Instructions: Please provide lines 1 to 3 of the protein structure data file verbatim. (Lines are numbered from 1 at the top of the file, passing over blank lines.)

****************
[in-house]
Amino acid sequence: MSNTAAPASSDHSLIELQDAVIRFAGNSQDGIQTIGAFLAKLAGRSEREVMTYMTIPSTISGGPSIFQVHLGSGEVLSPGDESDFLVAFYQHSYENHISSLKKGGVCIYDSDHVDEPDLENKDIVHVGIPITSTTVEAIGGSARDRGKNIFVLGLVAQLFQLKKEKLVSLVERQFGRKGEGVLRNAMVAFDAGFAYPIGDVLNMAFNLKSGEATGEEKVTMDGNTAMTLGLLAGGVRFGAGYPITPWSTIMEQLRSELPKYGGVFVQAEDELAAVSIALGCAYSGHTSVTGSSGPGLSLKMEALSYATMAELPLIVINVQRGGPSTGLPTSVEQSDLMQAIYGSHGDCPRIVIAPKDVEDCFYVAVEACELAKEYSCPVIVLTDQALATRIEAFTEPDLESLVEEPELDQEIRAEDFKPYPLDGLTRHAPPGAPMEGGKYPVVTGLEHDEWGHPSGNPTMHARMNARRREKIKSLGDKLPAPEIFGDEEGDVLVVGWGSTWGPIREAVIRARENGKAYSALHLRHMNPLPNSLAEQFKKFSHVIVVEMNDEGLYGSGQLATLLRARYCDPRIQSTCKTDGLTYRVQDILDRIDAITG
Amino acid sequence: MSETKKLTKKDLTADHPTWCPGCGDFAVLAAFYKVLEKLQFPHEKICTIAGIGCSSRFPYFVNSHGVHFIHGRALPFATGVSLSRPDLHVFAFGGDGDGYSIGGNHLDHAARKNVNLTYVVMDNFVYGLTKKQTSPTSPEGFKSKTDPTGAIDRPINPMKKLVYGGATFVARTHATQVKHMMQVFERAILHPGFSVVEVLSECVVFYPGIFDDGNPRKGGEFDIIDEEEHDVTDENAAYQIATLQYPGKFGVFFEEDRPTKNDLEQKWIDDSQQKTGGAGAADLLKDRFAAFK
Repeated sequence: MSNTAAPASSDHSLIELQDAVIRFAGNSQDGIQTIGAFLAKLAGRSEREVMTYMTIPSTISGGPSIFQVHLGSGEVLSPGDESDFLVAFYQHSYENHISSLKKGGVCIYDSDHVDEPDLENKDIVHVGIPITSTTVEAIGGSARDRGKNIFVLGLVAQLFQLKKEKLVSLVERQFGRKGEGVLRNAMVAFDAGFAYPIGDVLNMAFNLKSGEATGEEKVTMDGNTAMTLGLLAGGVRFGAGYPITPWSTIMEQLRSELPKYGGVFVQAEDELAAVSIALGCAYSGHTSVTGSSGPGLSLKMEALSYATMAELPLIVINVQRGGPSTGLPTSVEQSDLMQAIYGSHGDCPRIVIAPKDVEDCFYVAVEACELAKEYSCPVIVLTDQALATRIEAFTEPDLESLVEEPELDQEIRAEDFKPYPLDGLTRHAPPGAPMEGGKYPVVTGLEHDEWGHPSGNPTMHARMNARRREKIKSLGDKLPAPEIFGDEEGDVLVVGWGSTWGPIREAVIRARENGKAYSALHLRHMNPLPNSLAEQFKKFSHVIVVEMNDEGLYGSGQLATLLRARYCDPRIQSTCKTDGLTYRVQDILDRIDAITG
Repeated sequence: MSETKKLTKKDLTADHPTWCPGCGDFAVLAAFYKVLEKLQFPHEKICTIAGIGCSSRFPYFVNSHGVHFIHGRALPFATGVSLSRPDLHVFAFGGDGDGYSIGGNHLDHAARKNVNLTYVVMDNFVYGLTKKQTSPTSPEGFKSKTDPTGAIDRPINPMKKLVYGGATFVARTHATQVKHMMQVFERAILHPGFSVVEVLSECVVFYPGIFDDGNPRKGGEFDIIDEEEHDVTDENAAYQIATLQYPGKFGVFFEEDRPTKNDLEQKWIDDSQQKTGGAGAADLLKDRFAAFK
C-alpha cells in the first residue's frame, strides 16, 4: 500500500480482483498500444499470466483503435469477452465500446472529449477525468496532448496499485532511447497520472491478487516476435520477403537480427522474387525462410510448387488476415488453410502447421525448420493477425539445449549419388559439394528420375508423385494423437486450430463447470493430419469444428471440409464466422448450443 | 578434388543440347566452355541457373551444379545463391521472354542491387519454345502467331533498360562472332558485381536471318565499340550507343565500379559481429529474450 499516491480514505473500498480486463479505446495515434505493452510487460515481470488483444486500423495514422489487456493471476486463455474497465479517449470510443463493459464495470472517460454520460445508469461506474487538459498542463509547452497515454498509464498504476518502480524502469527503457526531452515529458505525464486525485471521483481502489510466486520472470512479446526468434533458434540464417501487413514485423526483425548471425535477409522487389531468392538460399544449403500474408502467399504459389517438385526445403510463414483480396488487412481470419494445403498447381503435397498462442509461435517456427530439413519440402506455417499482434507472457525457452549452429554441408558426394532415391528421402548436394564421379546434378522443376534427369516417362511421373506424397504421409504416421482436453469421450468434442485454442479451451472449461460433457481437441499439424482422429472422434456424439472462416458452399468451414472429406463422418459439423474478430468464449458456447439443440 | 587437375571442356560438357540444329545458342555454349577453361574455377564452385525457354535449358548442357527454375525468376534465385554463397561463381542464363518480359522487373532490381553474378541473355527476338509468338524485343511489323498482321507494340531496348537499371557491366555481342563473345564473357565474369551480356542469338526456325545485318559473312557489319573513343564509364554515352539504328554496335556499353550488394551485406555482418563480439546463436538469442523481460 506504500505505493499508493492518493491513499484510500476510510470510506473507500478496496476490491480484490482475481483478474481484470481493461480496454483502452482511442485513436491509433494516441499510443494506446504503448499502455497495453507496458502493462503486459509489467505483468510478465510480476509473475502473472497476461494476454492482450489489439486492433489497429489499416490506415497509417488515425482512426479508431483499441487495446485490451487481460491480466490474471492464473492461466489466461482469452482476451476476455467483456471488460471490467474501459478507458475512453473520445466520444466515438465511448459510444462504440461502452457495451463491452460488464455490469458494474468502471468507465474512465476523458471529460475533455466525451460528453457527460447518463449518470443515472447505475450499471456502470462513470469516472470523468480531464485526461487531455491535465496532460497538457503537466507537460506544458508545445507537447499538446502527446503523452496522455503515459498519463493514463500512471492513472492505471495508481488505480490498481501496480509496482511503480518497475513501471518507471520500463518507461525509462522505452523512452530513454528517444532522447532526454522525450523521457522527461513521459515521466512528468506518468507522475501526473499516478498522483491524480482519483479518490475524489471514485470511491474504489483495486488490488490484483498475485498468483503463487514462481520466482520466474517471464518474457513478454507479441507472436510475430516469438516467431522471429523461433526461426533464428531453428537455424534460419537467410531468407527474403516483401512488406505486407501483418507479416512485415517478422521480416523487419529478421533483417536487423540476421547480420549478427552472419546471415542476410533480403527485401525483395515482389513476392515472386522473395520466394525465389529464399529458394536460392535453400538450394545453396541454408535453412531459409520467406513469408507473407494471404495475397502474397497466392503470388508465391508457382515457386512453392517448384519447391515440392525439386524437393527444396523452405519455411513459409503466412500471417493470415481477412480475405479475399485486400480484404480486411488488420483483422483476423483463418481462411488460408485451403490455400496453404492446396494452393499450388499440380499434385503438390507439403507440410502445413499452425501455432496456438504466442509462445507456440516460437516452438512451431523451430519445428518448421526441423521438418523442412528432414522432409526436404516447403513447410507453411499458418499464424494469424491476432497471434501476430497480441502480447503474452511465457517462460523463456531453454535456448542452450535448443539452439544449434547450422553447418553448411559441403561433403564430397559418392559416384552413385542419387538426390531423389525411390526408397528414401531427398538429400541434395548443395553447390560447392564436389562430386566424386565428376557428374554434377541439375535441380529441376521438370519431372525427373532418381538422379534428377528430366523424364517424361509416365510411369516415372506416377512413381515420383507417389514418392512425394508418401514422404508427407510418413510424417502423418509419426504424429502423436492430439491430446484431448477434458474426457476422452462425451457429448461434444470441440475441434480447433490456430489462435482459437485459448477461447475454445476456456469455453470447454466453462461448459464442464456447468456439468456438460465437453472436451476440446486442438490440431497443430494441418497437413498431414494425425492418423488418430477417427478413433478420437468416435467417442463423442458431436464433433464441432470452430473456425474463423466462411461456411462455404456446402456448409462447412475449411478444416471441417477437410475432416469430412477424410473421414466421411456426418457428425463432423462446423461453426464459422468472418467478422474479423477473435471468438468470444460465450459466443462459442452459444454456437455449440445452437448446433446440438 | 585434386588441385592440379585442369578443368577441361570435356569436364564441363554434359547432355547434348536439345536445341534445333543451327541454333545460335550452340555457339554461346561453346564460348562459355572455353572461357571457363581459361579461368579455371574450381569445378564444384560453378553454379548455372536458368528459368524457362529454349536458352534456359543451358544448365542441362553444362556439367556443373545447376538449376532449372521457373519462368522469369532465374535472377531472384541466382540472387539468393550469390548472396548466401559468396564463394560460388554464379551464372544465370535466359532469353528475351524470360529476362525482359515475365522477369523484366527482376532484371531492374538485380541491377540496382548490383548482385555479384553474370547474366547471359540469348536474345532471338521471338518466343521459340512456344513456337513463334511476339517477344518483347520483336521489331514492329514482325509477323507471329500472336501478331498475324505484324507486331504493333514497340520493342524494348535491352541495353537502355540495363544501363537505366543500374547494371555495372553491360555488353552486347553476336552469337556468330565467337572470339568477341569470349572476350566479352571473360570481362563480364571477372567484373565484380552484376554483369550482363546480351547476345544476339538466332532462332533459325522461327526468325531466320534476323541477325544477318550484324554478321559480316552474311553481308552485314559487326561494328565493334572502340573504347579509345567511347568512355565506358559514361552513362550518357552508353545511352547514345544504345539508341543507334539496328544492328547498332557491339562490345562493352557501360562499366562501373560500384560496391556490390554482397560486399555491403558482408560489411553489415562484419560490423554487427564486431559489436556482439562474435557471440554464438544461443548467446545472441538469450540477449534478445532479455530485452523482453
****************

[in-house]
Amino acid sequence: MSNTAAPASSDHSLIELQDAVIRFAGNSQDGIQTIGAFLAKLAGRSEREVMTYMTIPSTISGGPSIFQVHLGSGEVLSPGDESDFLVAFYQHSYENHISSLKKGGVCIYDSDHVDEPDLENKDIVHVGIPITSTTVEAIGGSARDRGKNIFVLGLVAQLFQLKKEKLVSLVERQFGRKGEGVLRNAMVAFDAGFAYPIGDVLNMAFNLKSGEATGEEKVTMDGNTAMTLGLLAGGVRFGAGYPITPWSTIMEQLRSELPKYGGVFVQAEDELAAVSIALGCAYSGHTSVTGSSGPGLSLKMEALSYATMAELPLIVINVQRGGPSTGLPTSVEQSDLMQAIYGSHGDCPRIVIAPKDVEDCFYVAVEACELAKEYSCPVIVLTDQALATRIEAFTEPDLESLVEEPELDQEIRAEDFKPYPLDGLTRHAPPGAPMEGGKYPVVTGLEHDEWGHPSGNPTMHARMNARRREKIKSLGDKLPAPEIFGDEEGDVLVVGWGSTWGPIREAVIRARENGKAYSALHLRHMNPLPNSLAEQFKKFSHVIVVEMNDEGLYGSGQLATLLRARYCDPRIQSTCKTDGLTYRVQDILDRIDAITG
Amino acid sequence: MSETKKLTKKDLTADHPTWCPGCGDFAVLAAFYKVLEKLQFPHEKICTIAGIGCSSRFPYFVNSHGVHFIHGRALPFATGVSLSRPDLHVFAFGGDGDGYSIGGNHLDHAARKNVNLTYVVMDNFVYGLTKKQTSPTSPEGFKSKTDPTGAIDRPINPMKKLVYGGATFVARTHATQVKHMMQVFERAILHPGFSVVEVLSECVVFYPGIFDDGNPRKGGEFDIIDEEEHDVTDENAAYQIATLQYPGKFGVFFEEDRPTKNDLEQKWIDDSQQKTGGAGAADLLKDRFAAFK